5 things I learned from my research on HIV among immigrants

December 1st is world AIDS day – a day marked across the globe to spread awareness of HIV/AIDS. Whenever I told people about my research project while I was doing my masters, I was met with great surprise. My thesis explored HIV treatment outcomes among immigrants and refugees living with HIV here in Manitoba, Canada. So many people, especially immigrants, seemed surprised that HIV was something of concern here let alone that it affects communities in Canada.

It’s no surprise though – especially when you are coming from countries where information about HIV is everywhere – on billboards, infomercials, posters, then moving to a country where awareness is minimal. This lack of visible information may be interpreted as a sign that it’s not of concern.

However, in North America, there are several key populations that are disproportionately  affected by HIV. In Canada, African, Caribbean and Black (ACB) communities, have an infection rate that is six times higher than other Canadians. Other key populations that experience significantly higher rates of HIV include men who have sex with men (MSM), people who inject drugs, sex workers, and Indigenous people.

So here are 5 things I learned during my research

1. A diagnosis of HIV can affect immigration visas

As part of the immigration process, people immigrating to Canada (including some visitors and international students) may undergo an immigration medical exam that screens for health conditions including HIV. In Canada, since healthcare is publicly funded,  having a diagnosis of HIV may mean that you can be denied a visa, as the health cost associated with having HIV may be much more compared to the average cost of healthcare for the average Canadian. This is referred to as being “medically inadmissible” to the country and could be a result of various medical conditions not just HIV.  However, refugees, spouses of citizens and residents, and dependent children cannot be denied visas based on health conditions that result in excessive medical costs.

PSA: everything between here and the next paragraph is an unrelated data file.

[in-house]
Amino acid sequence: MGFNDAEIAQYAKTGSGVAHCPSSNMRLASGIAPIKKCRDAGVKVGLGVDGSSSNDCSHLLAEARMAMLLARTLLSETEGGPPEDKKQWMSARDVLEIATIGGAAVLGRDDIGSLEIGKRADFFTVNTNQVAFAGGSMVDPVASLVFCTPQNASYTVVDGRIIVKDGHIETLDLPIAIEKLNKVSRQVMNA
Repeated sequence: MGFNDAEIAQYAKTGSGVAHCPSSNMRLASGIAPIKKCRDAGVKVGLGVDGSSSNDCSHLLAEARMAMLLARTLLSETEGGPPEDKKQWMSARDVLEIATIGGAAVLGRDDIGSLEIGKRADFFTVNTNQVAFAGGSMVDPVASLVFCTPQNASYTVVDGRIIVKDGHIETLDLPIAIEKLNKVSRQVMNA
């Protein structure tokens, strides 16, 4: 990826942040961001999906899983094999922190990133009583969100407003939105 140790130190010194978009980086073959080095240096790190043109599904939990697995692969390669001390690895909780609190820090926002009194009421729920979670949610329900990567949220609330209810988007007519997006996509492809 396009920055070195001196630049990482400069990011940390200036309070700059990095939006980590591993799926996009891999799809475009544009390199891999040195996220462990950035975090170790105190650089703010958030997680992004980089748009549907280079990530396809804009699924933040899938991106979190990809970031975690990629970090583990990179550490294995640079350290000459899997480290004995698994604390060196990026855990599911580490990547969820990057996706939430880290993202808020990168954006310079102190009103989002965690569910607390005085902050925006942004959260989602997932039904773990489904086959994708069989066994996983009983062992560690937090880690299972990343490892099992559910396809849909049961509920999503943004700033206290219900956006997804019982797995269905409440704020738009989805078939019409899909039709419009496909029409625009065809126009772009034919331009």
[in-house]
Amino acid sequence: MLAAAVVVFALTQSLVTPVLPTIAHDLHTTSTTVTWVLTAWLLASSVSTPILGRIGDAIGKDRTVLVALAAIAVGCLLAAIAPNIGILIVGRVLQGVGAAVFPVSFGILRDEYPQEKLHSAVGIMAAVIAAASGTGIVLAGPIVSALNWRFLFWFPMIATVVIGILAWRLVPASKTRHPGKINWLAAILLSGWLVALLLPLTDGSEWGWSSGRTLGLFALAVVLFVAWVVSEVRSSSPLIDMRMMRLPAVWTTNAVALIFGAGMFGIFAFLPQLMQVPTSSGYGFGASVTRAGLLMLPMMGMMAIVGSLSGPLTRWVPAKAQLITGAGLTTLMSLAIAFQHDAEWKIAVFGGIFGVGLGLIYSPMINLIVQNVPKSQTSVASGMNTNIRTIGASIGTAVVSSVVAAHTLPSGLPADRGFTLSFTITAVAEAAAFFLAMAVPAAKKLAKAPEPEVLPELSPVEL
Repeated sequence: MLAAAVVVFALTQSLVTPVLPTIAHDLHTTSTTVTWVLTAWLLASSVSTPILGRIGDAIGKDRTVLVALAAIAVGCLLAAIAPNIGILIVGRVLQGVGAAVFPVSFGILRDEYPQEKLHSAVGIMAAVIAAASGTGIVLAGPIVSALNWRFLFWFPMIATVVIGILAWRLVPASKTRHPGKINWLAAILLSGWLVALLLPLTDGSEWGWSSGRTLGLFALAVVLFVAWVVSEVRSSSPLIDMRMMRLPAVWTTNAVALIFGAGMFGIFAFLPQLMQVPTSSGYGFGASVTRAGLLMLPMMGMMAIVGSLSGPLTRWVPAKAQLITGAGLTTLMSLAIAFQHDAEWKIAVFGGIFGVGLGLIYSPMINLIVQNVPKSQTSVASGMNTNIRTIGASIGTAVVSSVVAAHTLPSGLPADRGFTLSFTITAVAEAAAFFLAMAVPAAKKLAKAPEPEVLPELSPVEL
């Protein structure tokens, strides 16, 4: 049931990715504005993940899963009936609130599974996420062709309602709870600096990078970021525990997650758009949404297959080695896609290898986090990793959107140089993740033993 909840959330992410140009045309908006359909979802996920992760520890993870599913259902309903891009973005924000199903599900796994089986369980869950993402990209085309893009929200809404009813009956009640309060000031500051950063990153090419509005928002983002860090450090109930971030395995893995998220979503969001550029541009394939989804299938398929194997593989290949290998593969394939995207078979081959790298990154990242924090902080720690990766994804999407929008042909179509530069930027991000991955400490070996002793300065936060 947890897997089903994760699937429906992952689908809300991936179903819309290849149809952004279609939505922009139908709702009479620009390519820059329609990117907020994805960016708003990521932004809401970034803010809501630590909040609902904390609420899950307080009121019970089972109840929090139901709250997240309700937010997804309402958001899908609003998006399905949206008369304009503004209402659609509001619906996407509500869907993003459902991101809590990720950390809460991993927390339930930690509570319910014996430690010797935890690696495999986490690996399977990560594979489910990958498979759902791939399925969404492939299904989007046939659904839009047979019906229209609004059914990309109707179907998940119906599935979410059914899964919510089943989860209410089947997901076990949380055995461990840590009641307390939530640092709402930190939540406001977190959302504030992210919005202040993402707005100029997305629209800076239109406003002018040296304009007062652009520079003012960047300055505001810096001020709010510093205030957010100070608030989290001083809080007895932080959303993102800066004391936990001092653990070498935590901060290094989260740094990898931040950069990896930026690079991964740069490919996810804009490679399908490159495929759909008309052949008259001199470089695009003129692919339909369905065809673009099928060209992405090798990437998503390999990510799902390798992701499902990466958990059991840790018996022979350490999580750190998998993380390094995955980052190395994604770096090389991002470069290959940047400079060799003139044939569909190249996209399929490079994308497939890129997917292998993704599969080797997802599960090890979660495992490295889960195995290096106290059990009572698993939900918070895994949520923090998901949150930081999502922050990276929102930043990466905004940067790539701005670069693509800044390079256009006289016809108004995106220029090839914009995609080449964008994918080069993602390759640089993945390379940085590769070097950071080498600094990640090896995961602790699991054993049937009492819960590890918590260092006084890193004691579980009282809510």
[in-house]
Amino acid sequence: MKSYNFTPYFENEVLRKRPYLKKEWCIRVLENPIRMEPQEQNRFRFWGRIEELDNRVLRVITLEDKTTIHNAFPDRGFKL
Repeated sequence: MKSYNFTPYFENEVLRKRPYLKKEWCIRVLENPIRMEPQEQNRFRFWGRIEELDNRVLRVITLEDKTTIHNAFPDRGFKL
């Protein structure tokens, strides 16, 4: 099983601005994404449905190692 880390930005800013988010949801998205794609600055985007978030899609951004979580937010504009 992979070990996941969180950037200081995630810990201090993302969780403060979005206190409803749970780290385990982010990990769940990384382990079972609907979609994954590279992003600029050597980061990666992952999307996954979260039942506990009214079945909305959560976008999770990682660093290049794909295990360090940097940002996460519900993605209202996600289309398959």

2. HIV is a nationally notifiable disease

HIV in Canada and the US is notifiable meaning that all cases are reported to Public Health for surveillance. In Canada specifically, public health authorities must follow up to ensure you are aware of your diagnosis, you are connected to HIV care, and your contacts are notified to go for testing (people who you had sex with or shared drug injection equipment).

3. You are legally obligated to notify your sexual partners in some instances

If you are living with HIV in Canada, you are legally obligated to notify all your sexual partners prior, regarding your status. The only time you are not legally required to disclose is when your HIV viral load is low (virally suppressed as a result of being consistently on HIV treatment) AND you use a condom. In the US, HIV-specific criminal exposure laws vary widely and vary state by state. Criminalization of HIV non-disclosure remains a very polarizing issue and some people living with HIV have been charged with aggravated sexual assault by failing to disclose their status.   

4. PrEP is available for prevention to people at high risk of acquiring HIV

Pre-Exposure Prophylaxis (PrEP) is a way for an HIV-negative person at risk of HIV infection to reduce their risk of acquiring HIV. Depending on where you are in Canada, PrEP may be covered by the province, or through private insurance.

5. HIV-related stigma is common among immigrant communities

HIV stigma among immigrant communities remains a huge barrier for people to access testing, seek treatment, care and support. Stigma and discrimination has resulted in immigrants being diagnosed at later stages of the disease, meaning they are more sick at diagnosis with damage to the immune system leading to AIDS defining illnesses. Early diagnosis of HIV is key to successful treatment.

We need to start speaking openly about HIV in the diaspora, engage in conversations that promote HIV awareness and understanding in order to curb the epidemic.

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2 thoughts on “5 things I learned from my research on HIV among immigrants

    1. I read that it takes about 3 to 6 months after starting treatment and taking medication daily. After the first viral load test that shows the virus is undetectable, one needs to maintain this for 6 months for the virus to be considered suppressed.


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